Job Hunting

Survey: CEOs Getting Younger

Majority are in their fifties -- rather than sixties -- study finds; stamina deemed crucial for the job.
Lisa YoonMarch 6, 2003

CFOs have a demanding job, no question. But for what it’s worth, the boss’s job is no cake walk either. In fact, according to a new survey by Chief Executive Magazine and executive-search firm Spencer Stuart, CEOs today have a tougher job than ever.

Several factors are making the chief executive’s job tougher, including an increased workload. But the survey also cited the relative youth of chief executives today, compared with 10 or 15 years ago. “The trigger is pulled earlier on CEOs who are not performing, which has increased turnover at the top and opened opportunities for younger executives to take command,” notes Spencer Stuart U.S. chairman Tom Neff.

It seems companies are also attracted to younger CEOs in part “because they have the physical and mental stamina for the job,” says Chief Executive editor-in-chief William J. Holstein. But despite the growing preference for the younger CEO, companies still want the experience of a seasoned leader. “That’s the key tradeoff everybody is having to make — youth vs. experience.”

The study found that about one out of every five CEOs in the Fortune 700 have been in their current positions for one year or less. Nineteen percent of the Fortune 700 CEOs are under age 50, up from 17 percent in 2001 and 2000.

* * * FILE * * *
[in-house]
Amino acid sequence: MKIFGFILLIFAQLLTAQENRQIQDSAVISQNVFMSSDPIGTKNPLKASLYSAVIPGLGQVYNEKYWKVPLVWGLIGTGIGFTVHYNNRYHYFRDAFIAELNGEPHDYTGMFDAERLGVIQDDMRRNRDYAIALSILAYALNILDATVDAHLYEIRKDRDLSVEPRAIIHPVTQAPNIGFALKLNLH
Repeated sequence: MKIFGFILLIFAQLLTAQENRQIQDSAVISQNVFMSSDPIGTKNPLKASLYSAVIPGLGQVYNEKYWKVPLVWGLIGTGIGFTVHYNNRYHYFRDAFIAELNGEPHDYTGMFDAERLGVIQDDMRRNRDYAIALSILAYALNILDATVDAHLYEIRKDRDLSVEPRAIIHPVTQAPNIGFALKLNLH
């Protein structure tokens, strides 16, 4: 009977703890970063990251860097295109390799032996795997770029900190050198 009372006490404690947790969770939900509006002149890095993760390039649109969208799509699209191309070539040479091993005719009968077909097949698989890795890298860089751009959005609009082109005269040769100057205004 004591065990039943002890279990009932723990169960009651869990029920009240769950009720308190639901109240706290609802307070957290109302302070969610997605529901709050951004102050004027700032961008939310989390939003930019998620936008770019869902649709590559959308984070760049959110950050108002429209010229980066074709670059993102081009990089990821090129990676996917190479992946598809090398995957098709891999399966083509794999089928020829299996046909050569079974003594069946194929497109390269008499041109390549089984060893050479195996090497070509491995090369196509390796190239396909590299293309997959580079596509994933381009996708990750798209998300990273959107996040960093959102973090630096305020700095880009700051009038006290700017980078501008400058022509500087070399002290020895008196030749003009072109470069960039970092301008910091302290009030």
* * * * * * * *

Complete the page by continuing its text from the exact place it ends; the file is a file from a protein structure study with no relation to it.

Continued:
On the other hand, 54 percent of CEOs are in their 50s, down slightly last year. In 1980, the base year for comparison in the study, more than half the CEOs of Fortune 100 companies where in their 60s. Today barely a quarter of the same group are over 60.

For CFOs who have designs on some day assuming the top job, these findings should be a signal to get ready — opportunities abound. But for CFOs who stay put, the news could signal a need to prepare for extra work that comes with any personnel change.

That’s particularly true when the company CEO departs. As the study warns, higher CEO turnover means succession planning is more important than ever. It also means CFOs may jump ship more quickly. “It’s harder and harder to hold onto your No. 2 because everybody … is looking to see if he or she is ready to be No. 1 somewhere else,” said Dayton Ogden, co-chairman of Spencer Stuart.

While CFOs and CEOs may be quick to jump ship, they tend to put in long hours on their watch. According to a poll of 730 executives by Management Recruiters International (MRI), fully 47 percent said they would not be using all their vacation time this year; of these, 58 percent cited job demands as the top reason.

MRI chief executive Allen Salikof attributes the survey results to the weak economy. Many executives, he says, feel this is no time to take a break. “There’s a sense in corporate America that this is the year to knuckle down and stay at your desk,” he told the Associated Press. “With the economy continuing to limp along, executives are hoping that a little extra elbow grease will help revitalize corporate health more quickly.”‘